By Edd Doerr
Burundi and Rwanda are two very small countries in central Africa, each about the size of Maryland. Both became German colonies in the late 19th century, then Belgian colonies in 1916, and won independence in the early 1960s. The Germans and Belgians favored the Tutsi minorities over the Hutu majorities. Both countries suffered Tutsi/Hutu civil wars and massacres after independence, due largely to their being the most crowded, overpopulated, and rapidly growing populations in the world. Both are about 2/3 Roman Catholic, thanks to nearly a century of German and Belgian missionary activity.
Burundi’s overpopulation crisis is spelled out in Jillian Keenan’s excellent feature article in the October 2015 issue of Population Connection, from which I quote relevant portions:
“The Catholic Church was among the institutions that benefitted from the colonial approach to land. Missionaries, known as the ‘White Fathers’, began arriving in the late 19th century, and over several decades, the king gave them large tracts of land, which they used to establish churches, schools, hospitals, and farms. After colonialism ended, the self-sufficiency that land provided the church helped it retain influence, even as its influence with the newly independent government grew fraught.” Despite opposition from military leader Jean-Baptiste Bagaza in the 1970s, “The church retained millions of Burundian followers, along with plenty of land, though no one, it seems knew exactly how much.”
“The Catholic Church was also complicit in nurturing Burundi’s ethnic divisions; Catholic schools, for instance, were largely reserved for ‘elite’ children, meaning Tutsis. Intensifying schisms led to various outbreaks of ethnic violence, and in 1972, the Tutsi-dominated military launched a series of pogroms targeting Hutus.”
Beginning in 2011 the Dutch and German governments began supporting “programs promoting sexual and reproductive health, among other human rights.” But, Keenan continues, “It’s an uphill battle. According to the United Nations, modern contraceptive use among females between the ages of 15 and 49 was just 18.9% in 2010. . . . Then there is the Catholic Church: In addition to claiming an estimated 60% of Burundians as followers, the church has affiliations with roughly 30% of national health clinics, which are forbidden from distributing or discussing condoms, the pill, and other contraceptives. ‘Catholic teachings against birth control are very resonant with Burundian culture, which says that children are wealth,’ explains Longman of Boston University. ‘Because the Catholic Church is so powerful and controls so much of the health sector, it creates a huge stumbling block for family-planning practice’.”
“In 2012, the Ministry of Public Health launched a series of ‘secondary health posts,’ which offer medical contraceptives; sometimes these clinics … are built right next door to existing Catholic ones. . . . There is also tension over a variable with unknown dimensions: how much of the land the Catholic Church held onto after colonialism it still owns today. ‘The Catholic Church can’t keep owning all the land while Christians are starving,’ says a regional government employee in Kayanza, who spoke on condition of anonymity out of concern for his safety. … ‘National politics don’t allow us to focus on the Catholic Church,’ he says, referring to the fact that the church’s followers are also voters’.”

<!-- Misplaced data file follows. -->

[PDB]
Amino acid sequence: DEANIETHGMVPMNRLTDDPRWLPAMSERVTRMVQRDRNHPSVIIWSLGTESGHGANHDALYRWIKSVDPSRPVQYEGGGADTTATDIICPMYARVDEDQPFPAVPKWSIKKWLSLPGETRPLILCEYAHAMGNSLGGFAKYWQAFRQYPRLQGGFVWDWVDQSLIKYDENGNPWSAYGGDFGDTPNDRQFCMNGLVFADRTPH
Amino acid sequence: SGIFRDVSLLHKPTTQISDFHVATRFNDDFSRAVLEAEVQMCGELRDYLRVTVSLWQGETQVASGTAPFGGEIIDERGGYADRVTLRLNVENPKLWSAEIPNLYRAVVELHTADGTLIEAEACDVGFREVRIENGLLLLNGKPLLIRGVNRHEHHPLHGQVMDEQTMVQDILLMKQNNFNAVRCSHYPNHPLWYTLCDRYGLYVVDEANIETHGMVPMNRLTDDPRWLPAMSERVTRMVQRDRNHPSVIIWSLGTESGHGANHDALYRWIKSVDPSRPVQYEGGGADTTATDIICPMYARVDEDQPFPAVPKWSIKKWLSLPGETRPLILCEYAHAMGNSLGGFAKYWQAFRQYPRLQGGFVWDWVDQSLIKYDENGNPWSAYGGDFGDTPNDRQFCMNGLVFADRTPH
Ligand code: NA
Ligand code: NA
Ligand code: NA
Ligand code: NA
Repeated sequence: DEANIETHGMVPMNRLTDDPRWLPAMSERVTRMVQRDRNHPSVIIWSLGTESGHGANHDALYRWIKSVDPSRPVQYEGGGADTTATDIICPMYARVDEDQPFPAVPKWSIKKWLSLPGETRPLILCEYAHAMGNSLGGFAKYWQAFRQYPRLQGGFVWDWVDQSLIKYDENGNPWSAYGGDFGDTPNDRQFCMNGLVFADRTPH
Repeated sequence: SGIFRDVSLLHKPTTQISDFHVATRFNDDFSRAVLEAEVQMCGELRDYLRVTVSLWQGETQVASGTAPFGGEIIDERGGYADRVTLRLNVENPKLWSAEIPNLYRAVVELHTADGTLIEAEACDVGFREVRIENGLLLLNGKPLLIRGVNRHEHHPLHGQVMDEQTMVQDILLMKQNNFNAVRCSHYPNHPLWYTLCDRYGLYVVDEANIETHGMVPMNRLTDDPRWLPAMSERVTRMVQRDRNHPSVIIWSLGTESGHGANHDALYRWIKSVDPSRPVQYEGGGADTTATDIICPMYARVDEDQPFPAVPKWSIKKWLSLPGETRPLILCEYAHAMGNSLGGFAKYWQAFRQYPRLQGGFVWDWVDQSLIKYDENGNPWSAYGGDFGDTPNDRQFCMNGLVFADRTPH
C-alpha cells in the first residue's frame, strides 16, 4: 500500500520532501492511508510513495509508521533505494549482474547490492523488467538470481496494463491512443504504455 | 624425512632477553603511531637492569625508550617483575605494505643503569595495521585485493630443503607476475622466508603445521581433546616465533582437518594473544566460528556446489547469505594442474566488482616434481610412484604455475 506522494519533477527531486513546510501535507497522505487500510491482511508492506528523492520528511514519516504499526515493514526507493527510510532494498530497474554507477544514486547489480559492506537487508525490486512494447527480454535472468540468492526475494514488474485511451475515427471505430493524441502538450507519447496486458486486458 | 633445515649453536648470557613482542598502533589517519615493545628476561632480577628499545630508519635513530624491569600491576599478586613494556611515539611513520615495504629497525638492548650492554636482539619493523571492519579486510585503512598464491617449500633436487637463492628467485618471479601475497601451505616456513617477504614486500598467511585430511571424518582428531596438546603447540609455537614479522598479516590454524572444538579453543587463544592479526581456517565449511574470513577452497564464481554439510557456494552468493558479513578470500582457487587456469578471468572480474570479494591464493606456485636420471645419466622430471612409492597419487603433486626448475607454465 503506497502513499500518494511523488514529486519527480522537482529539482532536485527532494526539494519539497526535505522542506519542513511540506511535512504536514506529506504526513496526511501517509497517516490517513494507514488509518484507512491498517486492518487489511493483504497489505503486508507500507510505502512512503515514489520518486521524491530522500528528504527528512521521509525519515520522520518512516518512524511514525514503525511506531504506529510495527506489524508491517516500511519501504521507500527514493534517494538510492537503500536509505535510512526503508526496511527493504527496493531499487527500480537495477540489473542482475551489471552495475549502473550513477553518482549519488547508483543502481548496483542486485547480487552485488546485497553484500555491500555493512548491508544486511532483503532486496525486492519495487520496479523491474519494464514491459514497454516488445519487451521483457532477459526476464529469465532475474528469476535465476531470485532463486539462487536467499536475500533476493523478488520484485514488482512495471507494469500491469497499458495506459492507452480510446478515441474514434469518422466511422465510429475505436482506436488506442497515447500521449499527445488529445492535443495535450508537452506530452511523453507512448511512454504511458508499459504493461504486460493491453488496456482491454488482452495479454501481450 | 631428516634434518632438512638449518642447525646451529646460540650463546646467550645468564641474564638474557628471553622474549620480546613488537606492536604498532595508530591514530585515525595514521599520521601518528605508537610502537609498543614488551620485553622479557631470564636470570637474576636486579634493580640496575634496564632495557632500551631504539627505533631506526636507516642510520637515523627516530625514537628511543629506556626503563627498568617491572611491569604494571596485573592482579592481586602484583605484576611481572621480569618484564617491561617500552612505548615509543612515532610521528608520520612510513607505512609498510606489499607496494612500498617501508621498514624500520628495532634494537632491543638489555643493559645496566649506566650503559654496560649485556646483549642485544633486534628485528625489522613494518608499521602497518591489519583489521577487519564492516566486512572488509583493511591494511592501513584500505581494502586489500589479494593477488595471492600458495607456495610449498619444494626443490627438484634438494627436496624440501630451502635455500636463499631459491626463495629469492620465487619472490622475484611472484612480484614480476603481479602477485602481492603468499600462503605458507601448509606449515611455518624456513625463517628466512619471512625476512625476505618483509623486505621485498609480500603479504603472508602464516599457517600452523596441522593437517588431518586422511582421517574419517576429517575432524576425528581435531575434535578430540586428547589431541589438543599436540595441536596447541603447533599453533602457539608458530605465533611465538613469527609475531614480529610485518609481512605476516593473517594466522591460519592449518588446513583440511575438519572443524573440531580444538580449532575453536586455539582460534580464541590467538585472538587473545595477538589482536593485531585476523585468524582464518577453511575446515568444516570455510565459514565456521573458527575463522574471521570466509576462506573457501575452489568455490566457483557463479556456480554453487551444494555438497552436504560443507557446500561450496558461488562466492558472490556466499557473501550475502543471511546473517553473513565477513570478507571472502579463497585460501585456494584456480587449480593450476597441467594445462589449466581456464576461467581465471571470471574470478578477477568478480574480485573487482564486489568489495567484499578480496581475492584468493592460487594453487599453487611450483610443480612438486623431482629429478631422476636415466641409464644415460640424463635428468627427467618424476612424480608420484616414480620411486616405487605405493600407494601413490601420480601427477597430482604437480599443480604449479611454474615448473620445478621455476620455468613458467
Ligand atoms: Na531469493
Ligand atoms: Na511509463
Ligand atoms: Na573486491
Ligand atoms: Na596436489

Many Burundians “fear that support for family planning is too little too late.”
A great many Catholics worldwide are concerned about overpopulation and climate change, and most ignore the Vatican’s regressive policies on contraception, abortion and other matters, but far too many politicians, especially in the US, are afraid to stand up to what they fear might be church pressure. Gutsy politicians would call out, “The king – er, bishops – have no clothes!” Relevant is what I wrote in the National Catholic Reporter in February 2015:
“Pope Francis [is} to be commended for [his] forward push on climate change. Many of us are hoping that Francis will do the one thing that he and he alone can do about climate change: rescind Paul VI’s 1968 Humanae Vitae encyclical, promulgated in defiance of the vast majority of his own advisers. Since 1968 there have been 1.5 billion abortions worldwide, 50 million in the US alone. Vacating Humanae Vitae would seriously lower the abortion rate, save women’s lives, and contribute to reducing overpopulation and such concomitants of climate change as resource depletion, environmental degradation, deforestation, soil erosion and nutrient loss, biodiversity shrinkage, rising sea levels (40% of world population lives in coastal areas), and increasing sociopolitical instability and violence.”
If Pope Francis is serious about social justice and climate change, the mess his church has helped create in Burundi and Rwanda would be good places to put action where his mouth is.
Bertrand Russell wrote about overpopulation in his Marriage and Morals., the year before I was born (1930), when world population was ¼ what it is today. Harrison Brown and other scientists were writing about it when I was in college. Before my kids were out of college the Ford administration finished the National Security Study Memorandum 200 report on overpopulation, which was immediately “classified” and deep-sixed until shortly before the 1994 UN Cairo population conference and it still virtually unknown. I am apparently one of the very few writers who published reviews of it. And today, with world population well over 7 billion, even a great many of the scientists, writers and politicians who are on the front lines on climate change are reluctant to say we need universal access to contraception, abortion and sexuality education, not to mention equal rights for all women.